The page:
Tay River Gallery

Linda Grenier, accomplished folks/blues singer from Lanark County has recently released her latest CD “Asphalt Ramblings” which is now available for sale in the gallery. Linda calls her music “county” music not “country” and not really folk, with a bit of blue grass feel to it. Lanark County is home to some of Canada’s finest bluegrass fiddlers, pickers and step dancers. Don’t be surprised if you hear yours truly humming along to Linda’s catchy tunes as the CD plays in the gallery.

Contemplate County Life with Linda Grenier

The “Life along the Rideau” Music Series continues this Friday with a performer whose musical lyrics have been said to find you chuckling and contemplating county life.

On Friday, May 31st, the Rideau Canal Museum welcomes McDonalds Corners’ Linda Grenier as the next feature musician of the popular monthly music series. Linda is an accomplished Lanark County singer/songwriter who released her first CD in November 2000 and is currently working on another.

“I want my audience to experience the music that I have created and hopefully they will connect with the words and the music and leave feeling comfortable, relaxed and ready to face another day in this crazy fast paced world.” says Grenier.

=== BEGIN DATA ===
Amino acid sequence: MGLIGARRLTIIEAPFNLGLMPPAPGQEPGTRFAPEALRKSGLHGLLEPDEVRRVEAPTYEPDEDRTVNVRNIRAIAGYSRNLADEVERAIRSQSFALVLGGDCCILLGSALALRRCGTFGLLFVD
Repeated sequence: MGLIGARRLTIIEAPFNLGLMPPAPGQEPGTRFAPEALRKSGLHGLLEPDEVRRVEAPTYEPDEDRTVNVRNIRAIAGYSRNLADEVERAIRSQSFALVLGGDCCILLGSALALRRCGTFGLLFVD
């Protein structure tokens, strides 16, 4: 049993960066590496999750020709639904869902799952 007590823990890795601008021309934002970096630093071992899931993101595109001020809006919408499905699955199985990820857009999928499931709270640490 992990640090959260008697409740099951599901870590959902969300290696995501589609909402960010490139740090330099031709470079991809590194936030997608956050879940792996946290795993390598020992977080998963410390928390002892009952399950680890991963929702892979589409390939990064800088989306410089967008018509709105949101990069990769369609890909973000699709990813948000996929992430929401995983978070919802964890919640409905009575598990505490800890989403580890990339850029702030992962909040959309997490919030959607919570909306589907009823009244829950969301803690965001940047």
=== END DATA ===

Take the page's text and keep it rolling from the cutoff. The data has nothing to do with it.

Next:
Her folk/blues style recently caught the interest of Martyn Rennick, whose amazing acoustic lead guitar progressions combined with Linda’s sultry voice, rhythm guitar and harmonica make for a duo that can smooth the blues out of any venue.

In its charming 80 seat auditorium, the Rideau Canal Museum hosts, in the early evening, a family-oriented concert on the last Friday of each month. The setting provides, for performers and audience alike, a uniquely intimate experience in a smoke-free, alcohol-free environment. This event is made in partnership with The Damn Musicians’ FUNd and Rob Roy’s Pub.

The Rideau Canal Museum concert starts at 7:30 p.m. on Friday, May 31st. Tickets are for adults and for children under 12 and may be reserved by calling (613) 284-0505. The Rideau Canal Museum is located at 34 Beckwith St. South, Smiths Falls.

Full Spectrum Review 4 Stars out of 5!

Folk singer Linda Grenier releases her debut CD with Asphalt Ramblings. Although her name is the only one that appears on the front cover, Kevin Sullivan and Keith Glass should receive equal congratulations for putting out this gem of a CD.

Linda sang and wrote the lyrics and played the occasional harmonica with Kevin and Keith arranging and playing the other musical instruments (except drums adeptly played by Steve Foley).